“We certainly hope to avoid any potential strike, but if that happens, the District will work hard to provide an education for our students.” Ewers explained. “We certainly realize, however, that our best option is to keep our teachers in the classroom.”
Edon teachers aren’t taking the prospect of a strike lightly, either.
“It’s the last thing we want to do.” Blue spoke on the potential of a strike.
There is no set date for which the teachers are planning their work stoppage at this time. However, backed by a unanimous vote from the teachers themselves, ENTA negotiators have been authorized to strike. If it comes to that, early November seems to be the most likely time frame for said strike to occur.
Of course, there is a process involved in orchestrating a strike for public school teachers. They must first make their intentions known to the Ohio Education Association. Then, the State Employee Association Board needs to be notified. Lastly, a ten day notice must be given to the district board of education before the strike can finally begin.
If the school were to come to terms with its teachers before, or even after they went on strike, one would have to wonder from where the money to satisfy the conditions of a new agreement would come. According to the five year forecast drafted by District Treasurer Kerry Samples projects that Edon will have just $6,795 in its General Fund come 2018 on its current spending course.
Blue, however, mentioned that the school has been deficit spending for six years, and that the General Fund was supposed to be in the red by 2014. Instead, the fund currently has a roughly $1.7 million surplus, an accomplishment he attributes to the four consecutive years of pay freezes suffered by Edon teachers.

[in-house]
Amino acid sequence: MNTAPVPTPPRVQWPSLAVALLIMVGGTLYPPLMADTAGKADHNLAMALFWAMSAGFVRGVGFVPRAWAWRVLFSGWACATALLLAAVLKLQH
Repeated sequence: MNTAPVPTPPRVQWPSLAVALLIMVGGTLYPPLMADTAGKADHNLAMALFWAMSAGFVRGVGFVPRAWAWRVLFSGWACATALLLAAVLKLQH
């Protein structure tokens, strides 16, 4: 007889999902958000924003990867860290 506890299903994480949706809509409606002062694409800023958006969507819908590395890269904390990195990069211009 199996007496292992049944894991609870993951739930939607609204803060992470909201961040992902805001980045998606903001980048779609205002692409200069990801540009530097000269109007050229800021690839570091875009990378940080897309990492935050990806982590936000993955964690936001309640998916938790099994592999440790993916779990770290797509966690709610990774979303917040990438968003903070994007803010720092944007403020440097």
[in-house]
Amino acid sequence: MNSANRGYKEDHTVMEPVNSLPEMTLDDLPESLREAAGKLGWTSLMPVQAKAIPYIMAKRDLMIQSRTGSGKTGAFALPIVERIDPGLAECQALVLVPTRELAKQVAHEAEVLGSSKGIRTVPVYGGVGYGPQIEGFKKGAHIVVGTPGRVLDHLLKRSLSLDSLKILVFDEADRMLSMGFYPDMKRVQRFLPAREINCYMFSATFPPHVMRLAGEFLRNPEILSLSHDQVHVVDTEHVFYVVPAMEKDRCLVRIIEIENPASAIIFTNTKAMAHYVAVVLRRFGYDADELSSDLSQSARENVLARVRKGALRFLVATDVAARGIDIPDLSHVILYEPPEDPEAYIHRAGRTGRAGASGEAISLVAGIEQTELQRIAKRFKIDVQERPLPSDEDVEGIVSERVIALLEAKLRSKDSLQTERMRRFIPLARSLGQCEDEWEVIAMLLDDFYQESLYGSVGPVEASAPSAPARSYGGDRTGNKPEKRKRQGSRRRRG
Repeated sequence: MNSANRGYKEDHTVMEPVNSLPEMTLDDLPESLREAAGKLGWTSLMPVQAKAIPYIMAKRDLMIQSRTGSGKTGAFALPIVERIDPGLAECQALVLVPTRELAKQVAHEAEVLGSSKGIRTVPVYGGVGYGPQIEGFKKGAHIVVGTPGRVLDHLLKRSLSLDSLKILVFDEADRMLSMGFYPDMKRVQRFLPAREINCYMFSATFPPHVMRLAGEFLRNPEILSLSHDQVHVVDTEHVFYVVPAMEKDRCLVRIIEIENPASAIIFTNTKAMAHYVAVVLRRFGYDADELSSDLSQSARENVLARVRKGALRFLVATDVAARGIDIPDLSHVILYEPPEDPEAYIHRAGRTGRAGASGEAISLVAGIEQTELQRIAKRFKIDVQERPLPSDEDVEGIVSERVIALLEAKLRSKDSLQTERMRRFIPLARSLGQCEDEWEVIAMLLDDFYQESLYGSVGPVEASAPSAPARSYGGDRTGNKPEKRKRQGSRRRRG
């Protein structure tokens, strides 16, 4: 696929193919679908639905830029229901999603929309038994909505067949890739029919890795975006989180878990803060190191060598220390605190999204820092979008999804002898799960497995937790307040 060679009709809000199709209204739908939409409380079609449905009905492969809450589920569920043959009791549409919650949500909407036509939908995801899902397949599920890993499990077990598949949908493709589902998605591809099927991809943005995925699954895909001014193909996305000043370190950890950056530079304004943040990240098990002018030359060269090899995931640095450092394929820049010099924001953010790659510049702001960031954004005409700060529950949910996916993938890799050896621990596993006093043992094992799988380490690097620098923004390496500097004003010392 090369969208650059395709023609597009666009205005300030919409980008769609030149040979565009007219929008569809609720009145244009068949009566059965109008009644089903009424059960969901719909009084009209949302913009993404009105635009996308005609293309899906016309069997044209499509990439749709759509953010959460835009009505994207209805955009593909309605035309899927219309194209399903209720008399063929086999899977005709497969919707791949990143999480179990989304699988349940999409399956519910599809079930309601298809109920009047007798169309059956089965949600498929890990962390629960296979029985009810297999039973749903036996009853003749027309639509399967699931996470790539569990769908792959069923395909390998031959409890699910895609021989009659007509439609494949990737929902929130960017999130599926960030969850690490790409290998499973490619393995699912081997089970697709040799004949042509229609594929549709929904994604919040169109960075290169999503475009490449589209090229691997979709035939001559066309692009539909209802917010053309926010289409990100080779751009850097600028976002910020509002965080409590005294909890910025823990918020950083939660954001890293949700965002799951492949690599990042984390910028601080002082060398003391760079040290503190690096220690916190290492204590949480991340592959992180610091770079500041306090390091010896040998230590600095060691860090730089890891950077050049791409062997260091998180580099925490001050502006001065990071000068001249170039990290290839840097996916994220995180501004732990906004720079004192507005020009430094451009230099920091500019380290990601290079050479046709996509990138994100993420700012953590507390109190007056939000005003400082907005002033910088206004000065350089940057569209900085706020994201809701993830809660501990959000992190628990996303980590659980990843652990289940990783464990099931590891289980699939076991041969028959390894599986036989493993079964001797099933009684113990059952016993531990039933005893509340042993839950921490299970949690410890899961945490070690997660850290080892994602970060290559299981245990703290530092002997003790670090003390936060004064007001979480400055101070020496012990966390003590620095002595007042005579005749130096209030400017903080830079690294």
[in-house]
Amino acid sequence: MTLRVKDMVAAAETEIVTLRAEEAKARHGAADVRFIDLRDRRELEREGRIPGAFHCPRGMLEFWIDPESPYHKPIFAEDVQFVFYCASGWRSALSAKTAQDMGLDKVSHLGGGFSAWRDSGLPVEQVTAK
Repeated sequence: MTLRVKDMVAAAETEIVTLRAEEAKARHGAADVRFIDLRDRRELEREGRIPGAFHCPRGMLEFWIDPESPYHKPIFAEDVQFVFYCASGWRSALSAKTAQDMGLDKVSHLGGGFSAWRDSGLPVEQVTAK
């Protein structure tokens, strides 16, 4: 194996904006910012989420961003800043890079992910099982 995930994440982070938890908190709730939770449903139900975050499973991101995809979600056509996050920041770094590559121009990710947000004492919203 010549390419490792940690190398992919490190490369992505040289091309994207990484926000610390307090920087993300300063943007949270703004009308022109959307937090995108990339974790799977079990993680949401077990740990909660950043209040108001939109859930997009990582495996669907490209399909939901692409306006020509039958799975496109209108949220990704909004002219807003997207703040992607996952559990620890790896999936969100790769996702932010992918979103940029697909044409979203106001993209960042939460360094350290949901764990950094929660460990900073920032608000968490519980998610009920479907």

“They feel very disappointed that the board and superintendent have forgotten their sacrifice.” Blue announced on the teachers’ behalf, before continuing. “I’ve done this for a long time, I’m not trying to put the school into bankruptcy.”
The money generated from that sacrifice is already spoken for, according to financial projections made by Samples, though. So where would the funds necessary to compensate the teachers for their efforts be generated?
That’s where things get a bit more complicated.
The simple solution would appear to be to simply pass a levy in order to procure the money from taxpayers. After all, residents of the Edon District pay the lowest school taxes in Williams County, and the cost of a levy necessary to rectify this issue wouldn’t be too heavy a burden on the average household.
There’s a flaw in that line of thinking, though.
“Forty-one percent of district residents are farmers.” Wehrle pointed out. “A two percent tax increase might raise the average household’s taxes by $20 (for example), but a farmer’s tax increase will be a lot more than that $20.”
This is because of all the acreage necessary to grow crops and sell them at a profit. Wehrle mentioned that he’s seen a farmer’s property tax cost as much as $16,000, and that’s just in his personal experience.
With these wounds nearly causing amputation amongst various groups of Edon residents, separated by their differing opinions on the situation, both parties involved in the negotiations really seem to want what’s best for the village.
“It is our hope to come up with a fair agreement and bring this community together.” Blue proclaimed.
Ewers expressed a similar interest in ensuring a positive outcome from this experience.
“All steps will be taken to make sure we continue to have a safe learning environment for our kids.”
Bringing the community back together. Having a safe learning environment for our children. These are ideals necessary to heal the district.
The rest will come in good time.